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The Discovery and Importance of the Rosetta Stone
On July 15, 1799, a French soldier noticed a strange stone in the wall of an old fort near the town of el-Rashid, Egypt. The town, also called Rosetta, is in the delta of the Nile River and was part of the area occupied by the French Army at that time. France, under Napoleon Bonaparte, had invaded Egypt, part of the Ottoman Empire, in 1799 as a means of establishing a French presence in the Middle East.
The stone was dark granite, smoothly finished. It was 4 feet 8 inches tall, 30 inches wide and nearly a foot thick, and what made it noticeable was that it had some sort of inscription carved onto two sides. The soldier’s commanding officer called in some archaeologists, who had accompanied the French Army to Egypt, to show them the find. They soon realized that the stone’s inscription was in three different languages: ancient Egyptian hieroglyphs, a script called Demotic (an alphabet writing also used by the Egyptians) and ancient Greek.
Greek, even in its ancient form, was well known to Europeans, but the secret to reading hieroglyphs and Demotic had died out nearly two thousand years before. Europeans were awed by the artifacts, temples and monuments of Egypt, but they had no way to read and understand the inscriptions that would tell them who had built these marvels and what they meant. This stone, they saw, was the means to unlock the written record of the ancient civilization.
The British invaded Egypt and defeated the French in 1801, and took possession of the Rosetta Stone (as it had come to be known) along with many other archaeological treasures unearthed by the French. Although they took the stone back to London, where it was given to the British Museum, they made copies of the inscriptions. These copies were widely distributed throughout Europe, where they were studied by experts in ancient languages. Ironically, it was a French professor and linguist named Jean François Champollion, who broke the code. In 1822, he published a paper giving the translation of the inscription and provided an early dictionary of Egyptian hieroglyphics. The stone pillar, the translation showed, bore a decree of King Ptolemy V from the year 196 BC.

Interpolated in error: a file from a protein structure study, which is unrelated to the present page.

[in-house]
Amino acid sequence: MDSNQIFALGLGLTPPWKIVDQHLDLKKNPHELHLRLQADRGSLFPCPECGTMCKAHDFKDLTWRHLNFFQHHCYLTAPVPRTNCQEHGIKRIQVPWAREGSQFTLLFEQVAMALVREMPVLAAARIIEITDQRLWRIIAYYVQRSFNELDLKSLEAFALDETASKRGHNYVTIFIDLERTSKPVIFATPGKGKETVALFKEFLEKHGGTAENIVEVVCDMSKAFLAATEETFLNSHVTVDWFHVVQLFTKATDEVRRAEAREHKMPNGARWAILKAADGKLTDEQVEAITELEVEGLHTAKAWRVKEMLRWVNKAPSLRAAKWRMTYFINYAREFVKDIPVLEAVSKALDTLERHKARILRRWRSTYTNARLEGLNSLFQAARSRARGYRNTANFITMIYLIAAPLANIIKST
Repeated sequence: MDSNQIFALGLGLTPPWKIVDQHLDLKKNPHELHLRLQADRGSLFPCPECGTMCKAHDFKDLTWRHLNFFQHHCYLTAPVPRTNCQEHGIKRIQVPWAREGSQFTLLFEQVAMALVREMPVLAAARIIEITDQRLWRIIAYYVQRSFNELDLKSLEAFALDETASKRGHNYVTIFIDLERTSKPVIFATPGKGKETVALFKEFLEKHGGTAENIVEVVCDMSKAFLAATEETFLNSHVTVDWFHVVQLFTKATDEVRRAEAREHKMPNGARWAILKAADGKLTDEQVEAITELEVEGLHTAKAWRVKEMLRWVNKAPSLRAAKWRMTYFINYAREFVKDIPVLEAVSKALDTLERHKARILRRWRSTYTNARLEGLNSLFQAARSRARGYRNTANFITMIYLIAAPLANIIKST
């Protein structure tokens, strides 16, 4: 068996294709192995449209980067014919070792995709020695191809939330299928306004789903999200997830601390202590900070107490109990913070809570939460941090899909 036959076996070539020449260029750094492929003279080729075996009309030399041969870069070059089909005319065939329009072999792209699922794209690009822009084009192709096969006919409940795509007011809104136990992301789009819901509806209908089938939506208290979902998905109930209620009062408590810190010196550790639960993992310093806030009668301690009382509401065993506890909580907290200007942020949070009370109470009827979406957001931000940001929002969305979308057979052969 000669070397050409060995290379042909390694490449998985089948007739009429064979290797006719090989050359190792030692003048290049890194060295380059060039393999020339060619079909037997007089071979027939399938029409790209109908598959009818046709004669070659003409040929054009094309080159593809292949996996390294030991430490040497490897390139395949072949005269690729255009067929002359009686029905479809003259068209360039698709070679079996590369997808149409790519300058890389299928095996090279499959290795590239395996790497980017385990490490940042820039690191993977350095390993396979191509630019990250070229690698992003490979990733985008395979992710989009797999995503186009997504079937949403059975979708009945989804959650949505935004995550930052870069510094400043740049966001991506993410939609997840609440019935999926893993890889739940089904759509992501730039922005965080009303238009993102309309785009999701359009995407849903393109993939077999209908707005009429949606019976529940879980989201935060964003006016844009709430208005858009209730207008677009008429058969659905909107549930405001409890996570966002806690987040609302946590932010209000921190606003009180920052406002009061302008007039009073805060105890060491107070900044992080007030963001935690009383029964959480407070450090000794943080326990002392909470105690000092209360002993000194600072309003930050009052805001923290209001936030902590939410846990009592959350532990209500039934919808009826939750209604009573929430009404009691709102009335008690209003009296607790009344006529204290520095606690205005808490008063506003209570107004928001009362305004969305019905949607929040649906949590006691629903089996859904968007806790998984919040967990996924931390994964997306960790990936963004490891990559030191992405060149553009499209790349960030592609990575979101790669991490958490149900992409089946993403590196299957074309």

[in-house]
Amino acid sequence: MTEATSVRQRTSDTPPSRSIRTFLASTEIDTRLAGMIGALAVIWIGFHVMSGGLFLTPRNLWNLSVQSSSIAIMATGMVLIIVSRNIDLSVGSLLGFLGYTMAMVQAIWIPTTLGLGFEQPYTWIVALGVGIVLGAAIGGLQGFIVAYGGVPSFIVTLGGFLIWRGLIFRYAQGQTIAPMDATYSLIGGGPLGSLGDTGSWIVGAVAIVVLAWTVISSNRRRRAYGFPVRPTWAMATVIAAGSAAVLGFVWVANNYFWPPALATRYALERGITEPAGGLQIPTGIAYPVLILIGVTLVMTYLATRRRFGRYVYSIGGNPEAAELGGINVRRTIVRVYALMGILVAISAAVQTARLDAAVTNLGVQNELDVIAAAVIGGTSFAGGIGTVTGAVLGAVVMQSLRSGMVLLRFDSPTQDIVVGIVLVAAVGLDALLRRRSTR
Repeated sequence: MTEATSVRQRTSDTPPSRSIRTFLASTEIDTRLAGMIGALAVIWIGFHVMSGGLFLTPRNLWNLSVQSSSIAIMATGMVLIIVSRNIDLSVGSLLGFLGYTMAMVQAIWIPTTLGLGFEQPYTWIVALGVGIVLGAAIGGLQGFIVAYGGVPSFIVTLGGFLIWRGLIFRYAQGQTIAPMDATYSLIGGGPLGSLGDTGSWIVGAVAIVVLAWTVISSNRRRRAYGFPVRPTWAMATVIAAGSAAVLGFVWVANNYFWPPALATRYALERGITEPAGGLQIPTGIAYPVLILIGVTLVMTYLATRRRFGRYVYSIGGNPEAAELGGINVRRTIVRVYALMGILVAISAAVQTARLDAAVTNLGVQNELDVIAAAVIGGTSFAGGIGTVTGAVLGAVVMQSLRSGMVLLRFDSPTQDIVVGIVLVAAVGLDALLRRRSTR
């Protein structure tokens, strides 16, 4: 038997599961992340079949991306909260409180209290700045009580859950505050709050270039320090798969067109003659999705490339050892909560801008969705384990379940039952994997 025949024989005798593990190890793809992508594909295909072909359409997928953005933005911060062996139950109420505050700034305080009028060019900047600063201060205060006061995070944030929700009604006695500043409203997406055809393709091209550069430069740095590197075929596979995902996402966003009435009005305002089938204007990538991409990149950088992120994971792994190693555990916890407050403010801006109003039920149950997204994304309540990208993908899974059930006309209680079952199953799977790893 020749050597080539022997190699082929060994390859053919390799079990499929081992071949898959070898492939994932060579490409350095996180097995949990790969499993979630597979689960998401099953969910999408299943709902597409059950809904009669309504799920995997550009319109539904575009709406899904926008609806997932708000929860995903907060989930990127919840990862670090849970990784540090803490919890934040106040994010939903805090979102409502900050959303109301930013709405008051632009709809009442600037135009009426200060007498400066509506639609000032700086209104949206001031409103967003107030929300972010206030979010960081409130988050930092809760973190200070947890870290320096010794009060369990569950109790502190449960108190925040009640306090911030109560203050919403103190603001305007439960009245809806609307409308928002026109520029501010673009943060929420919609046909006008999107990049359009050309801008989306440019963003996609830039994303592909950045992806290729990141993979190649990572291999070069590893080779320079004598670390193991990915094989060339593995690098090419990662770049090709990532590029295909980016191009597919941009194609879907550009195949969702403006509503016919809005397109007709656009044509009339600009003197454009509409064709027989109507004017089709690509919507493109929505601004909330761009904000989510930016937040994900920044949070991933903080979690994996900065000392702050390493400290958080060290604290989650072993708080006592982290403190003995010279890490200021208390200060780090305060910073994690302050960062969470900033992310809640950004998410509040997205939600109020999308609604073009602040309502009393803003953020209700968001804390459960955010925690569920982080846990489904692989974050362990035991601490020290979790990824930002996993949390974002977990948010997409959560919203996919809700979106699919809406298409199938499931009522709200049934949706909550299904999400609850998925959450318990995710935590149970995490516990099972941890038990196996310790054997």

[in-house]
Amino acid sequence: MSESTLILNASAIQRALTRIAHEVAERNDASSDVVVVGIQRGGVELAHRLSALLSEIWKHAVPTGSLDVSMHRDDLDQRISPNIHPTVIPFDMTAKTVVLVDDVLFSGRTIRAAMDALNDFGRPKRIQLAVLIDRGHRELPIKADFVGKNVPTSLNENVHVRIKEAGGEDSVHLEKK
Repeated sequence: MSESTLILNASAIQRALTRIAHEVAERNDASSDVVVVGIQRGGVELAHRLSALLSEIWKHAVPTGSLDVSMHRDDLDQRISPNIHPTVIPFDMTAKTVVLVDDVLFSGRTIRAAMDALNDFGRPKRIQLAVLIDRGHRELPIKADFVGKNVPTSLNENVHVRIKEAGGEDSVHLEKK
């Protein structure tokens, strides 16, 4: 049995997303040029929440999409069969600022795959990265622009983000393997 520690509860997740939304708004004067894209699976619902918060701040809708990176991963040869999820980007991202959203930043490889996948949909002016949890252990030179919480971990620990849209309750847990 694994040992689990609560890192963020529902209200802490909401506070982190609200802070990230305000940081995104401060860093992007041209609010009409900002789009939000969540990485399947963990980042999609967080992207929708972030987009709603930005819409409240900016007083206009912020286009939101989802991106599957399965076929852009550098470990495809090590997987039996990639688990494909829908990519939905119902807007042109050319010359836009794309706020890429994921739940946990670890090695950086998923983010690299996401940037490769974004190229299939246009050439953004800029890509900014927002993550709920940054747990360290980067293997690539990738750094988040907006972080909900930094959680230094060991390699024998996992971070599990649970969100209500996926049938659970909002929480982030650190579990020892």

Being able to read the ancient Egyptian languages from this stone – supported and expanded by later discoveries of multi-language inscriptions – gave archaeologists a way to learn a great deal about the history and culture of ancient Egypt. Finally, they could read the numerous inscriptions found on walls and stele (stone pillars) and in tombs and interpret the meaning of the objects they excavated. Two hundred years after its discovery, the Rosetta Stone is still considered to be the key to the beginning of modern Egyptology.
The Rosetta Stone has become a monument to the value of communication between languages, across distance and through time. It is so important that its name has become synonymous with the breakthrough to any discovery.
Today, the Rosetta Stone can still be seen in the British Museum. It is the most-visited object in their collection.